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Robert J.Ackerman PhD
By any chance do you remember the New Year’s resolutions you made about a month go? I had to bring those up didn’t I? How are you doing with them? It seems each year we make promises to ourselves to change our behaviors. Supposedly over 88 percent of us make at least one resolution at the beginning of the year. Fear not, however, because only 20 percent of us can maintain their resolutions. Good, eighty percent of us can’t be wrong! Who started this resolutions stuff anyway? It seems that the tradition is about five thousand years old and can be traced to the ancient Babylonians. Even though different societies varied on their opinions of exactly what was the first day of the year, they agreed it was a good time to begin something new. This way if you messed up early, you could wait almost another year to try again. Sounds like addictive thinking to me. However, the idea was to forget the past and look only to the future by making resolutions. How about we forget that they made these things in the first place? For the one in five of you who made a New Year’s resolution and is still sticking with it, 80 percent of us are proud of you and we will wait until the next New Year to join you.


Before I go any further, I want to congratulate Mae Abraham who recently celebrated her fiftieth anniversary. Mae is a cofounder of Father Martin’s Ashley along with Father Martin. I have been blessed to call her a friend for the past thirty-five years. She truly has been one of the outstanding women in America over the past fifty years. Congratulations and thank you Mae. I also want to congratulate Dr. Claudia Black who recently was presented the 2014 Father Martin Award. Dr. Black’s contributions over the past thirty years to the alcohol and drug community are outstanding and the award is richly deserved.


As we begin another year I look forward to the continuing contributions of the Journal of Substance Abuse Treatment (JSAT) for 2015. Also, I look forward to our regular contributing columnists and to the excellent contributions of others. Some of the special features for this year include a series on Impaired Professionals that will focus on physicians and attorneys, among other populations. In this particular issue we look forward to an article on spiritual recovery by Mary Faulkner. Also, we are starting the year with a special California Edition supported by the contributions from California authors and the support of many clinical professionals and organizations.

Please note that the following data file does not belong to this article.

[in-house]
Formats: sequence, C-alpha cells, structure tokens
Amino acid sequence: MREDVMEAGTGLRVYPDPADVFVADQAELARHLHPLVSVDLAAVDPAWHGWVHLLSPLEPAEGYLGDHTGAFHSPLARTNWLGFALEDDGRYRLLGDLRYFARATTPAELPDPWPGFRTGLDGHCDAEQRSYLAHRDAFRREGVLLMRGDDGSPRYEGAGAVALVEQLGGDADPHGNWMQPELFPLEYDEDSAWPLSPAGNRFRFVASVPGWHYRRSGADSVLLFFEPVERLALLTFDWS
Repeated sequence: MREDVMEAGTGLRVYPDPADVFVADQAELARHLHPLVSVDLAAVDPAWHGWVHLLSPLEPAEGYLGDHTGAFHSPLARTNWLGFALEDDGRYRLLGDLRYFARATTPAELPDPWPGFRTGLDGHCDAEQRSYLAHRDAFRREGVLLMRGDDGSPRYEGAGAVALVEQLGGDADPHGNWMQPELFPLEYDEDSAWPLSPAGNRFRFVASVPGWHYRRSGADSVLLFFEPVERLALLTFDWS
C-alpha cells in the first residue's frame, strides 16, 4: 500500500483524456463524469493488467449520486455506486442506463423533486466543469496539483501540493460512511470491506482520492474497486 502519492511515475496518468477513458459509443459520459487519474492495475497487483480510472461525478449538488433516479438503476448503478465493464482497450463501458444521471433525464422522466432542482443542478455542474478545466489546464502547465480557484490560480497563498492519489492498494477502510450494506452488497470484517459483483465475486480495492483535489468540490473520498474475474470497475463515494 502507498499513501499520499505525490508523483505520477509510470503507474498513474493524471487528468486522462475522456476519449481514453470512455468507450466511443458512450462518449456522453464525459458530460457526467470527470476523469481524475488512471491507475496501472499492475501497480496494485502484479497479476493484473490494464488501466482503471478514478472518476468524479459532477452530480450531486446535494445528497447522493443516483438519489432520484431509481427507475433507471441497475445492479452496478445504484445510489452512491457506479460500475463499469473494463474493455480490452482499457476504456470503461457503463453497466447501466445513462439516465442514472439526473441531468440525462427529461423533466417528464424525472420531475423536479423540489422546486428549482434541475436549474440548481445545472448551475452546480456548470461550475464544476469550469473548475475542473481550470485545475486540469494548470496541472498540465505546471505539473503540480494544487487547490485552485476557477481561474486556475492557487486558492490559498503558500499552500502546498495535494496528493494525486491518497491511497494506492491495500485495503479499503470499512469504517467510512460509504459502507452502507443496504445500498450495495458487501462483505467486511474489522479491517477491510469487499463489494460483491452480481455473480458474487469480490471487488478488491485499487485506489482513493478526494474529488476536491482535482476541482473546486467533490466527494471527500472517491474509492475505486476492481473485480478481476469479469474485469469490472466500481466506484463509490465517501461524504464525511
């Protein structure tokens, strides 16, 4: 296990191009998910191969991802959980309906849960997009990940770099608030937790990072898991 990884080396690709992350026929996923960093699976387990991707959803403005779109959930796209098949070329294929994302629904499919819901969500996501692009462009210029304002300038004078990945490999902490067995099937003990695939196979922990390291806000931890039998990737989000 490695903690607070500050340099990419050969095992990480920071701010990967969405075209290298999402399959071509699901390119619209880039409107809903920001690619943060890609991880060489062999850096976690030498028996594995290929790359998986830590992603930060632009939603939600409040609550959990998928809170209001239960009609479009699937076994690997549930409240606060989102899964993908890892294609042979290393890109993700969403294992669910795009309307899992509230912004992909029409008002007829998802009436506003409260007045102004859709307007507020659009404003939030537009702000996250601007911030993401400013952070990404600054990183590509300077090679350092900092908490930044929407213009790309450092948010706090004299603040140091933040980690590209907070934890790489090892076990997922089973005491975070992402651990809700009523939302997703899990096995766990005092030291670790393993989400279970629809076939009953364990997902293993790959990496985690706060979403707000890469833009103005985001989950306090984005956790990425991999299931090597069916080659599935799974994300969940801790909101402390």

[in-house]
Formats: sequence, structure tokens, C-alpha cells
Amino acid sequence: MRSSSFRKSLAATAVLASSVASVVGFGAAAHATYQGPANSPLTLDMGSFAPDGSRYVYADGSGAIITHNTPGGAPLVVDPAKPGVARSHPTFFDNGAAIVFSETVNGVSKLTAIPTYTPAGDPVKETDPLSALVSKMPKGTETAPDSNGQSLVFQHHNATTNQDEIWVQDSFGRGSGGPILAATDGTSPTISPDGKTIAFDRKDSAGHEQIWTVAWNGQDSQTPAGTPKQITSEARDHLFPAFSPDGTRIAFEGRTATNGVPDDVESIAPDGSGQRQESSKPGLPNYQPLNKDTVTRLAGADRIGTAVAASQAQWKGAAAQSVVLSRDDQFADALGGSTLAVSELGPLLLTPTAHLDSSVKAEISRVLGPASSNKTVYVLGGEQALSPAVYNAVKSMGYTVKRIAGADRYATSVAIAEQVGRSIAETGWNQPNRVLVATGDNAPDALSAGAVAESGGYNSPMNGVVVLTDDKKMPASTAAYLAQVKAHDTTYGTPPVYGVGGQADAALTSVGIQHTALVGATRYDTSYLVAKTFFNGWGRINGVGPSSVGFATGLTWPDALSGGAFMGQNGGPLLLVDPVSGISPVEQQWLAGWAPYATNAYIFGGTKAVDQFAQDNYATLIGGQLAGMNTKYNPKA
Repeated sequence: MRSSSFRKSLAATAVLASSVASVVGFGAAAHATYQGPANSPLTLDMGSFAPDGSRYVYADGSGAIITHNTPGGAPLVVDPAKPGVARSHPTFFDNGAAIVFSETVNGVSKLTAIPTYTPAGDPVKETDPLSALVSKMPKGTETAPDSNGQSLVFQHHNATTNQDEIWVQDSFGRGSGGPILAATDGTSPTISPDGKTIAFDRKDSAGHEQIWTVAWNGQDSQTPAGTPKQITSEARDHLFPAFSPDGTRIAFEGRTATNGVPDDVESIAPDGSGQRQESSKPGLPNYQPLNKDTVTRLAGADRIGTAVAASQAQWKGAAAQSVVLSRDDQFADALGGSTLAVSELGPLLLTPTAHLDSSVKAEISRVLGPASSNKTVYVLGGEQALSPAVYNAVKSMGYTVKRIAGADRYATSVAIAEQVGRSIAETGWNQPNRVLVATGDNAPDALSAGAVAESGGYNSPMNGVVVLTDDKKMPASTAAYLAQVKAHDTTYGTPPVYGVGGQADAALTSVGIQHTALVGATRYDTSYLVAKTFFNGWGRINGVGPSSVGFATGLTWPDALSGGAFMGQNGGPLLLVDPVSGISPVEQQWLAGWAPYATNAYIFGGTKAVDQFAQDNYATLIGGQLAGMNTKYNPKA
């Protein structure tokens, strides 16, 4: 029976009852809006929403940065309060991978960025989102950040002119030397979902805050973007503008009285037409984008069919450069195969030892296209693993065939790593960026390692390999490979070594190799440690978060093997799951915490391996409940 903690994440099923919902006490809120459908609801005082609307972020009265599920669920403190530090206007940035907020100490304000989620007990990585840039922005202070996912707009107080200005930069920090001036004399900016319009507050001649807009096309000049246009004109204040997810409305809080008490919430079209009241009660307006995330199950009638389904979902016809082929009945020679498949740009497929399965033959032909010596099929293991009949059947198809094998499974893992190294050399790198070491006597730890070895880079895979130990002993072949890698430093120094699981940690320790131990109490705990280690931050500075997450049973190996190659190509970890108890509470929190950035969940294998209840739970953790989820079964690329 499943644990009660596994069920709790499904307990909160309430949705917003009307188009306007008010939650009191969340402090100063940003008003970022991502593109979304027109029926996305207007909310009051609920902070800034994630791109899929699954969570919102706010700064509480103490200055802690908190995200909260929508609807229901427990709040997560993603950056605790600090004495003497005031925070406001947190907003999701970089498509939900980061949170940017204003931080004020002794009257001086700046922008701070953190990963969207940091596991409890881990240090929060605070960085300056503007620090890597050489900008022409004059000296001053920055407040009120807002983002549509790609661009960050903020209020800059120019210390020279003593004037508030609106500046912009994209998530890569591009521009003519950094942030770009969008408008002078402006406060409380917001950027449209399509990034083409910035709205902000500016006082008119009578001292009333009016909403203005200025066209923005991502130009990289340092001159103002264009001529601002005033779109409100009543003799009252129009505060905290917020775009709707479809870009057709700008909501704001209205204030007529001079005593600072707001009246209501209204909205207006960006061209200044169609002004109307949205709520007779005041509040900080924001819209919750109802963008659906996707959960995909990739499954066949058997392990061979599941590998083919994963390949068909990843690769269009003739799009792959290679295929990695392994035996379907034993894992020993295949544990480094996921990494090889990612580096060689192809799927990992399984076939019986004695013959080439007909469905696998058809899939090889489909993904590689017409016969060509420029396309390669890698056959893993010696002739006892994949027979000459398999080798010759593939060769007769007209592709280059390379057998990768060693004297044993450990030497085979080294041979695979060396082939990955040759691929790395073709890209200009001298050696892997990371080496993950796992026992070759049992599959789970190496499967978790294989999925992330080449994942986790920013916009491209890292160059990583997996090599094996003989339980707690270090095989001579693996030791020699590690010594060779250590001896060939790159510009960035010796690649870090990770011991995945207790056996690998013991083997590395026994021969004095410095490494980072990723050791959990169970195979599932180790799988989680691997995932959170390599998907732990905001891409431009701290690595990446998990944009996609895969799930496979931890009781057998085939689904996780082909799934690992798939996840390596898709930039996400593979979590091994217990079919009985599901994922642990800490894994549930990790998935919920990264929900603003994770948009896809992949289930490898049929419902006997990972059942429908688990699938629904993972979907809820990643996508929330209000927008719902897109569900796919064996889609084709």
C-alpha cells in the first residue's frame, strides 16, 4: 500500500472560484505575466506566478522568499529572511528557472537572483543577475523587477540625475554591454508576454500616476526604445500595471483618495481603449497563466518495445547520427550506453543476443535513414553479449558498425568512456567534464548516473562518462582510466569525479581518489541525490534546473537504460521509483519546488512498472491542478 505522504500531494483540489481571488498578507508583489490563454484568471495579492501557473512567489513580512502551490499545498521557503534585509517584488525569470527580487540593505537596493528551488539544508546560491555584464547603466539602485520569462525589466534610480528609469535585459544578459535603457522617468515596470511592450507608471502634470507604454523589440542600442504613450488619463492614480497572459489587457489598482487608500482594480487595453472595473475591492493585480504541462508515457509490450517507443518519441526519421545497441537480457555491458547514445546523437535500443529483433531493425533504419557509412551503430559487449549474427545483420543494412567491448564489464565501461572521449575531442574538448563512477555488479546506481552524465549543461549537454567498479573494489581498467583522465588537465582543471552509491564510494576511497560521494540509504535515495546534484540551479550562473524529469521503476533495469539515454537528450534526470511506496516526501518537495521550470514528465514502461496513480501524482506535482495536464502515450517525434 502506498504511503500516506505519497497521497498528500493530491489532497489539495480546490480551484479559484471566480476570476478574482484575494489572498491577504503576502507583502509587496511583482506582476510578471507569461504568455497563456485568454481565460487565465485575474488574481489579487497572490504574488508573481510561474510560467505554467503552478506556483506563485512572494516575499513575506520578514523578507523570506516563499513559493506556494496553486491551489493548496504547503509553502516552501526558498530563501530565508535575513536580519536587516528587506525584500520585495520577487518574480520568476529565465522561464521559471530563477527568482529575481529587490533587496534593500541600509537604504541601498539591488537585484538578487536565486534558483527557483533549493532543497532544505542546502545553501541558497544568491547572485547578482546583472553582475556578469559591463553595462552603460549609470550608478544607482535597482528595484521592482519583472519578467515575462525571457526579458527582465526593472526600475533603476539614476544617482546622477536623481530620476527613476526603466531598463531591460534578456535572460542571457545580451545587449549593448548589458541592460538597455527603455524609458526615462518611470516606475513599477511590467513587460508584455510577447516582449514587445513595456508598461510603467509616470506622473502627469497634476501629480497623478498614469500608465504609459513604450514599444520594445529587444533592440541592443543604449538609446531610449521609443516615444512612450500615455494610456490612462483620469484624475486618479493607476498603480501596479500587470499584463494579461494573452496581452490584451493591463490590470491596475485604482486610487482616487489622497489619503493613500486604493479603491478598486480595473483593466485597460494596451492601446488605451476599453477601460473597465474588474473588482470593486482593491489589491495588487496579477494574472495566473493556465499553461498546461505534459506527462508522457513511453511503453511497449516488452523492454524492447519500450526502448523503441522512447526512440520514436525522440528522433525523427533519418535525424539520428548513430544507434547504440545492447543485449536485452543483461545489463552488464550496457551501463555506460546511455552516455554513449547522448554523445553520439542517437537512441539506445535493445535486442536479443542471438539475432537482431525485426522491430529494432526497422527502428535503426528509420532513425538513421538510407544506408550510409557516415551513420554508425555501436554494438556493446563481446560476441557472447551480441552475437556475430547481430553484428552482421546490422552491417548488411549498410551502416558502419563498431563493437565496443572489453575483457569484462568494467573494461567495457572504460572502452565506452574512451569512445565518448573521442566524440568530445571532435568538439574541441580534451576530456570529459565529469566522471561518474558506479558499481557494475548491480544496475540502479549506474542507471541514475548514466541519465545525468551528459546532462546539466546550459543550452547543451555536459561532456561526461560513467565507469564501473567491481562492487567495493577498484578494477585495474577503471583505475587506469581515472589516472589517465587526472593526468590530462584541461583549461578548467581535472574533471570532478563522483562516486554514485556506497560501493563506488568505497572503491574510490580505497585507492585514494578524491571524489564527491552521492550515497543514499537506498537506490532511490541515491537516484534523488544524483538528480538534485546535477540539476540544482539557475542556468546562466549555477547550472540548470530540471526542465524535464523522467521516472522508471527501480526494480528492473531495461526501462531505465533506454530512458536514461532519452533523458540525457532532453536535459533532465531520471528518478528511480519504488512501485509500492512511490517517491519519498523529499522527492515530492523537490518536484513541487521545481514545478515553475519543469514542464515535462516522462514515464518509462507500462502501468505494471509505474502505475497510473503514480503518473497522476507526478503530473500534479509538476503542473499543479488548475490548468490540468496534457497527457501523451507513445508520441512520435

Leading off this year is an article on smartphones used for recovery, which takes us as far into the future as Mark Sanders’s article titled “The Future of Addiction Treatment in America.” The first JSAT article of the year is by Andrew Quanbeck on scheduling processes in treatment centers. Finally, William L. White has an excellent interview with Dr. Joseph Westermeyer on his work in addiction psychiatry.


I look forward to another exciting year with Counselor and to making another New Year’s resolution—next year.
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Formerly Professor of Sociology at the University of South Carolina, Beaufort. Dr. Ackerman is a co-founder of the National Association for Children of Alcoholics and the Chair, Advisory Board of COUNSELOR: The Magazine for Addiction Professionals. He has published numerous articles and research findings and is best known for writing the first book in the United States on children of alcoholics. Twelve books later, many television appearances, and countless speaking engagements, he has become internationally known for his work with families and children of all ages. His books have been translated into thirteen languages.